March 26, 2001, 1:15 PM — Many organizations view Quality of Service (QoS) management as an afterthought -- an issue to be dealt with only when the need arises. That's a shame because Windows 2000, far more than any previous version of Windows, is able to respond to the needs of applications that require QoS.
Proactively implementing Windows 2000's new QoS features can improve the performance of both isochronous (timing-sensitive) and non-isochronous applications. The trick is understanding how to use the available tools.
QoS on Windows 2000
Read the entire series
- Part 1: Multimedia vs. your network
In "Multimedia vs. your network," I provided an overview of QoS concepts. This week I'll discuss the structure and needs of isochronous applications in more detail.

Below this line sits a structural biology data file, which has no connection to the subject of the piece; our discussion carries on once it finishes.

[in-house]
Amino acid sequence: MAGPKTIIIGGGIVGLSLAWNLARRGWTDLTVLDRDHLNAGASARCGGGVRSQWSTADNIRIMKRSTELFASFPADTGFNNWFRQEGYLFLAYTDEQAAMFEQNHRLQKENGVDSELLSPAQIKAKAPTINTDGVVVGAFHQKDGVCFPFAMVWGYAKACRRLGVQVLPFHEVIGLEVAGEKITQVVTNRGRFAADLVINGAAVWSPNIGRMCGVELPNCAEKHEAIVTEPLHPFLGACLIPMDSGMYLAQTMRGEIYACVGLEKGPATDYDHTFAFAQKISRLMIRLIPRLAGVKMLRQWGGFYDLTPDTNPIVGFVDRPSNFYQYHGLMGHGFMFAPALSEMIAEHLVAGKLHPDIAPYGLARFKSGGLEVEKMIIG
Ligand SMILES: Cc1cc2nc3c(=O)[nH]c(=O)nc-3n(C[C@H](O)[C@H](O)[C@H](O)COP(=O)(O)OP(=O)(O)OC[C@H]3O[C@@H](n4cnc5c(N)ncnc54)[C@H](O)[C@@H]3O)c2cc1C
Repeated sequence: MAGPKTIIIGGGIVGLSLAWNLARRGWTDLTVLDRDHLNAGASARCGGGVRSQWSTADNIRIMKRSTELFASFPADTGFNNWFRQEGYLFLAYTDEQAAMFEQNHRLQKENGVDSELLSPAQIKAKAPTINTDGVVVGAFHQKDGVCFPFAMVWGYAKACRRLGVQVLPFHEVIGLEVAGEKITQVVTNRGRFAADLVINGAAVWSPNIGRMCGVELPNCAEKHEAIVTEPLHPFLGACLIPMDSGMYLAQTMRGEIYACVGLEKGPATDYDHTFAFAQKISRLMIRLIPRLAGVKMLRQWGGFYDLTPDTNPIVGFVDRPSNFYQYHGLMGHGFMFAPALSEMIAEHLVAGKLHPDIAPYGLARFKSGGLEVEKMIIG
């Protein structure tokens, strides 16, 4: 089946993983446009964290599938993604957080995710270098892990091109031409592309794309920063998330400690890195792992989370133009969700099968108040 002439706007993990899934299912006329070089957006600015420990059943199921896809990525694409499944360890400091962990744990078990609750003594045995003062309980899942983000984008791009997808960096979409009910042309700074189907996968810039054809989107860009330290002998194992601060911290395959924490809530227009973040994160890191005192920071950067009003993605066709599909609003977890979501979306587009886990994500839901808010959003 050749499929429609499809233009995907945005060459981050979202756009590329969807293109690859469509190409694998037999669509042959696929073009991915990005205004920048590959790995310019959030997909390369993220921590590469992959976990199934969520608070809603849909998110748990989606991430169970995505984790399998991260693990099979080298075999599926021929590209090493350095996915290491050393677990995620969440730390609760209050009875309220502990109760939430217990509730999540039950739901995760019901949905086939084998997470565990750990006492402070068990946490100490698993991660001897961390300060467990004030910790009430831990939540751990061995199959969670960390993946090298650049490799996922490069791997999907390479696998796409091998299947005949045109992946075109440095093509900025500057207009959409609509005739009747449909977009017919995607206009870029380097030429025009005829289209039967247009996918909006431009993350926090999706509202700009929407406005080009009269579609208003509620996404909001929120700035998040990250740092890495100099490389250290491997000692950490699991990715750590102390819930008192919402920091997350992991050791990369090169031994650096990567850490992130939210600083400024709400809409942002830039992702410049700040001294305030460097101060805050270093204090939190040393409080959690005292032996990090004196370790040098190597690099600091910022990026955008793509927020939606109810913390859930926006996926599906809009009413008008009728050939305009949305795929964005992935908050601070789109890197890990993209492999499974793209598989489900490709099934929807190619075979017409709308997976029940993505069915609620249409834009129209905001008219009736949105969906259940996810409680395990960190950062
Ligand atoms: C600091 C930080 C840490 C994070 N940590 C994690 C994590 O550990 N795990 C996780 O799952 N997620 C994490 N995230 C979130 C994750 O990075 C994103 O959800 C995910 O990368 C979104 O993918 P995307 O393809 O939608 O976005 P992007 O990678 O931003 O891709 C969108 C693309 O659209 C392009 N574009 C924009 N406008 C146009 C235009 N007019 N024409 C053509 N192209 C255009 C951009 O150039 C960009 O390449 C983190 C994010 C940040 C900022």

The Winsock connection
In Windows 2000, QoS is enabled by a combination of kernel resources triggered by applications requesting QoS services. That occurs through the Windows Sockets API (also known as Winsock).
It's worth remembering that QoS protocols, being part of the underlying infrastructure, are transparent to users. A strange quality of QoS is that users don't know when they're benefitting from it -- they just know their apps work. And maybe it's better that way, since an application's priority implies a privileged status that could become the crux of arguments.
Quantitative (timing-based) routing
Through Winsock, applications can manage several different protocols and relationships that have a bearing on QoS. Applications can either directly manipulate streams of data -- a process that requires timing -- or use policies. I'll cover policies in detail in my next and final QoS installment.